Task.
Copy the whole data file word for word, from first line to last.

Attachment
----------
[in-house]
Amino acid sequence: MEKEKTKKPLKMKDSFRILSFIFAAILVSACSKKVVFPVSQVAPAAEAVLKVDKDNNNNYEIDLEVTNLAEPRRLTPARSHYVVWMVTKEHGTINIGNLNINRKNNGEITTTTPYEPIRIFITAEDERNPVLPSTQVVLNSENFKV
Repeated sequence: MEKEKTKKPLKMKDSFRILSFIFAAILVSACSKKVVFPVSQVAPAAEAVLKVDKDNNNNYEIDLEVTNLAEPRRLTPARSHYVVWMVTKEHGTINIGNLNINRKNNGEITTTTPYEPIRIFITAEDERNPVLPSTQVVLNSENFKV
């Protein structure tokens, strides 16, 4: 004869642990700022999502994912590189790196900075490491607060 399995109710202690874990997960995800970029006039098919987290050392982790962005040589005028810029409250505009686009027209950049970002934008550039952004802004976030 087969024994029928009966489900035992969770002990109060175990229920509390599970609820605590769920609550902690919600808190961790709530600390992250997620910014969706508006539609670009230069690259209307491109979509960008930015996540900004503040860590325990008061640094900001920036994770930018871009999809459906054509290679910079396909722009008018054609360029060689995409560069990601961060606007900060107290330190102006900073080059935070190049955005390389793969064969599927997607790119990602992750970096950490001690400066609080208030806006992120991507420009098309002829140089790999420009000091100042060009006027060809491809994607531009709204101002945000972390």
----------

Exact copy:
[in-house]
Amino acid sequence: MEKEKTKKPLKMKDSFRILSFIFAAILVSACSKKVVFPVSQVAPAAEAVLKVDKDNNNNYEIDLEVTNLAEPRRLTPARSHYVVWMVTKEHGTINIGNLNINRKNNGEITTTTPYEPIRIFITAEDERNPVLPSTQVVLNSENFKV
Repeated sequence: MEKEKTKKPLKMKDSFRILSFIFAAILVSACSKKVVFPVSQVAPAAEAVLKVDKDNNNNYEIDLEVTNLAEPRRLTPARSHYVVWMVTKEHGTINIGNLNINRKNNGEITTTTPYEPIRIFITAEDERNPVLPSTQVVLNSENFKV
């Protein structure tokens, strides 16, 4: 004869642990700022999502994912590189790196900075490491607060 399995109710202690874990997960995800970029006039098919987290050392982790962005040589005028810029409250505009686009027209950049970002934008550039952004802004976030 087969024994029928009966489900035992969770002990109060175990229920509390599970609820605590769920609550902690919600808190961790709530600390992250997620910014969706508006539609670009230069690259209307491109979509960008930015996540900004503040860590325990008061640094900001920036994770930018871009999809459906054509290679910079396909722009008018054609360029060689995409560069990601961060606007900060107290330190102006900073080059935070190049955005390389793969064969599927997607790119990602992750970096950490001690400066609080208030806006992120991507420009098309002829140089790999420009000091100042060009006027060809491809994607531009709204101002945000972390």